c1961-Triumph T120 cafe racer. This is exactly our kind of rock'n'roll roadrunner. So okay, it hasn't got a Featherbed frame, or a polished aluminium alloy tank. But this purple pavement pounder, with its Goldie-type sweptbacks, clip-ons and rearsets is set up very nicely, and would look right at any Rocker gathering and give you the kind of raw cafe racer performance typical of the genre. That's a BSA gearbox, and a Norton TLS front stopper. The bike, we understand, was registered in 1996 and served a sentence on museum display somewhere in the realm. Bonhams is helping liberate it and is expecting around 3000 - 5000 when it's offered for auction at Beaulieu on Saturday 6th September 2014. Worth considering?



UPDATE: The Triumph T120 cafe racer sold for 5,750 including premium.



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Classic bikes for sale


That's the name of the new page we've recently added to Sump Magazine. However, it's been slow going. Part of that sluggishness is because we're simply not campaigning the service as hard as we might. And you have to campaign these things if you want people to sit up and pay attention. And part of that sluggishness is because the river of commerce in the UK, and elsewhere, has silted and not a lot of money is moving around.


But we put the section online as a kind of low-key service to Sump visitors. Buy, sell, exchange etc. We'd had a few people email and ask for such a page. And we had a couple of dealers suggest the same thing.


So we obliged.


Triumph Model P


Sump's new classic bike bargains feature. The ideal place to buy or sell your cafe racer, bobber, chop or special. Come and make a deal....



But as we said, the economy isn't helping much. We watch closely what the old motorcycle market is doing, and at present it ain't doing very much. And what business it is doing is often nobody's business.


So okay, there are still a few blue chip classic bikes fetching top dollar (and more than a few blue chips trying it on with little success). The cafe racer, bobber and "brat" bike phenomenon is currently in vogue. But overall, hope is triumphing (or is that Triumphing?) over experience, and the easy money of yesteryear has generally become very hard money.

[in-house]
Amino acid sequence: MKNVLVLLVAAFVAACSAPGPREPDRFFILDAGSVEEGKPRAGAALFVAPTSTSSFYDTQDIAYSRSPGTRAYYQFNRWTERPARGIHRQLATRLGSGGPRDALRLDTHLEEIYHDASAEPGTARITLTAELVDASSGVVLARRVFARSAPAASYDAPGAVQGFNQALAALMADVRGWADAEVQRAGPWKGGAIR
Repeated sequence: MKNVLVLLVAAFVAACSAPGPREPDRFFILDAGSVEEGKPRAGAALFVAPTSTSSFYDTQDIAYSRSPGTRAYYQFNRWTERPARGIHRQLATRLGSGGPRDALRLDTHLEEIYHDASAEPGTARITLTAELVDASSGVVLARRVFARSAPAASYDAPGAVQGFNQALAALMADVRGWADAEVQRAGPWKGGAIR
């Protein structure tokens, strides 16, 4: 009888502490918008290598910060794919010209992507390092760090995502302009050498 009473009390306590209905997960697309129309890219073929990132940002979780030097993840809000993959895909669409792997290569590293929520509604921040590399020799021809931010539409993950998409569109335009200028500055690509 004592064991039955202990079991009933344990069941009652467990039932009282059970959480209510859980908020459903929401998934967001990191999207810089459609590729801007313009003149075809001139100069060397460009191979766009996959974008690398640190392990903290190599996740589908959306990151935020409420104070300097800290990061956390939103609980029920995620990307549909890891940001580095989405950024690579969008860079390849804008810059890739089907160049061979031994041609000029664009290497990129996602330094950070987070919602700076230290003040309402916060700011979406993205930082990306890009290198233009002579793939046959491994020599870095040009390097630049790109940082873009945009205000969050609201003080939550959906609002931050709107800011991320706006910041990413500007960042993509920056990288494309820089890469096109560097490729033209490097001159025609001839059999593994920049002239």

One dealer, for instance, explained just the other day that he'd felt compelled to cut the price of his stock by a whopping twenty percent. And that was across the board (okay, except for one or two machines that were "extra special" and which were worth holding out for).


Another classic bike dealer said that last year was the worst trading year since his business was founded a decade and a half ago. Yet another had just returned from his accountant and was "too fed up to comment" (we're paraphrasing here).


And another dealer was hoping to break into the bobber and cafe racer market, except that his view is that the bobber thing, in particular, is a fad and will be over as soon as he gears up for it and adjusts his stock. Also, the bobber trend (quote/unquote) needs a special sensitivity. Merely hacking off bits and adding "attitude" doesn't necessarily ring the right bells. There's a steep learning curve in what is essentially an amateur scene, and therefore possibly not a lot of money at the top of it.